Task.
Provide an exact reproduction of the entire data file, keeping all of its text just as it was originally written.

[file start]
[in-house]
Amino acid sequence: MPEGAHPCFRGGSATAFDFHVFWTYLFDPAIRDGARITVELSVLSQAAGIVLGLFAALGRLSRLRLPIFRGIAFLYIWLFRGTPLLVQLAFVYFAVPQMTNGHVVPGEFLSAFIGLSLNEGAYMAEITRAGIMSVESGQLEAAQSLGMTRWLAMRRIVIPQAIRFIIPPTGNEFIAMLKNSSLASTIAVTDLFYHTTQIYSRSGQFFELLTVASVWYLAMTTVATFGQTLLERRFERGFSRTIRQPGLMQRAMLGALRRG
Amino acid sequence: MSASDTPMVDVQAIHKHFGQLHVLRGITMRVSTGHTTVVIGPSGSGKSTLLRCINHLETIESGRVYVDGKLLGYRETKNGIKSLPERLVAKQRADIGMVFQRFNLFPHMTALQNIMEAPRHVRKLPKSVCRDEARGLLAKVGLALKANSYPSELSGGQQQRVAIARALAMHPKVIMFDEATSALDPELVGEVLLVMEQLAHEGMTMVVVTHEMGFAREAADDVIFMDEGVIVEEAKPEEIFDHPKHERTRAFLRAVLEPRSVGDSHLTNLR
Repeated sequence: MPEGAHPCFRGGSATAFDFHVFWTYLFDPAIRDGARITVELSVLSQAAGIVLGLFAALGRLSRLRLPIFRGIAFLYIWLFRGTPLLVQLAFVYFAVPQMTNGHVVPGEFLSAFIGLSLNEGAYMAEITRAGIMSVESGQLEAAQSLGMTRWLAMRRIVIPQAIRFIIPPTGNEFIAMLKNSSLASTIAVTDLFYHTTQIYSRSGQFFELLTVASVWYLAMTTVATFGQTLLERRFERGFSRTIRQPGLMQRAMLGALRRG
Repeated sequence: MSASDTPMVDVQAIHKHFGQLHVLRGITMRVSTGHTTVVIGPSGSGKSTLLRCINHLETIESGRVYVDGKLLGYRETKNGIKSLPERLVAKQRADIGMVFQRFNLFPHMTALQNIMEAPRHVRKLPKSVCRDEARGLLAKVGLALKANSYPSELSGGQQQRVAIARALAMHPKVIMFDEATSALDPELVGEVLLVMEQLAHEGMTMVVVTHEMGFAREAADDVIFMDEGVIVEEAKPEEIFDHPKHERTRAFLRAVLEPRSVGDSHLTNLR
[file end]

[in-house]
Amino acid sequence: MPEGAHPCFRGGSATAFDFHVFWTYLFDPAIRDGARITVELSVLSQAAGIVLGLFAALGRLSRLRLPIFRGIAFLYIWLFRGTPLLVQLAFVYFAVPQMTNGHVVPGEFLSAFIGLSLNEGAYMAEITRAGIMSVESGQLEAAQSLGMTRWLAMRRIVIPQAIRFIIPPTGNEFIAMLKNSSLASTIAVTDLFYHTTQIYSRSGQFFELLTVASVWYLAMTTVATFGQTLLERRFERGFSRTIRQPGLMQRAMLGALRRG
Amino acid sequence: MSASDTPMVDVQAIHKHFGQLHVLRGITMRVSTGHTTVVIGPSGSGKSTLLRCINHLETIESGRVYVDGKLLGYRETKNGIKSLPERLVAKQRADIGMVFQRFNLFPHMTALQNIMEAPRHVRKLPKSVCRDEARGLLAKVGLALKANSYPSELSGGQQQRVAIARALAMHPKVIMFDEATSALDPELVGEVLLVMEQLAHEGMTMVVVTHEMGFAREAADDVIFMDEGVIVEEAKPEEIFDHPKHERTRAFLRAVLEPRSVGDSHLTNLR
Repeated sequence: MPEGAHPCFRGGSATAFDFHVFWTYLFDPAIRDGARITVELSVLSQAAGIVLGLFAALGRLSRLRLPIFRGIAFLYIWLFRGTPLLVQLAFVYFAVPQMTNGHVVPGEFLSAFIGLSLNEGAYMAEITRAGIMSVESGQLEAAQSLGMTRWLAMRRIVIPQAIRFIIPPTGNEFIAMLKNSSLASTIAVTDLFYHTTQIYSRSGQFFELLTVASVWYLAMTTVATFGQTLLERRFERGFSRTIRQPGLMQRAMLGALRRG
Repeated sequence: MSASDTPMVDVQAIHKHFGQLHVLRGITMRVSTGHTTVVIGPSGSGKSTLLRCINHLETIESGRVYVDGKLLGYRETKNGIKSLPERLVAKQRADIGMVFQRFNLFPHMTALQNIMEAPRHVRKLPKSVCRDEARGLLAKVGLALKANSYPSELSGGQQQRVAIARALAMHPKVIMFDEATSALDPELVGEVLLVMEQLAHEGMTMVVVTHEMGFAREAADDVIFMDEGVIVEEAKPEEIFDHPKHERTRAFLRAVLEPRSVGDSHLTNLR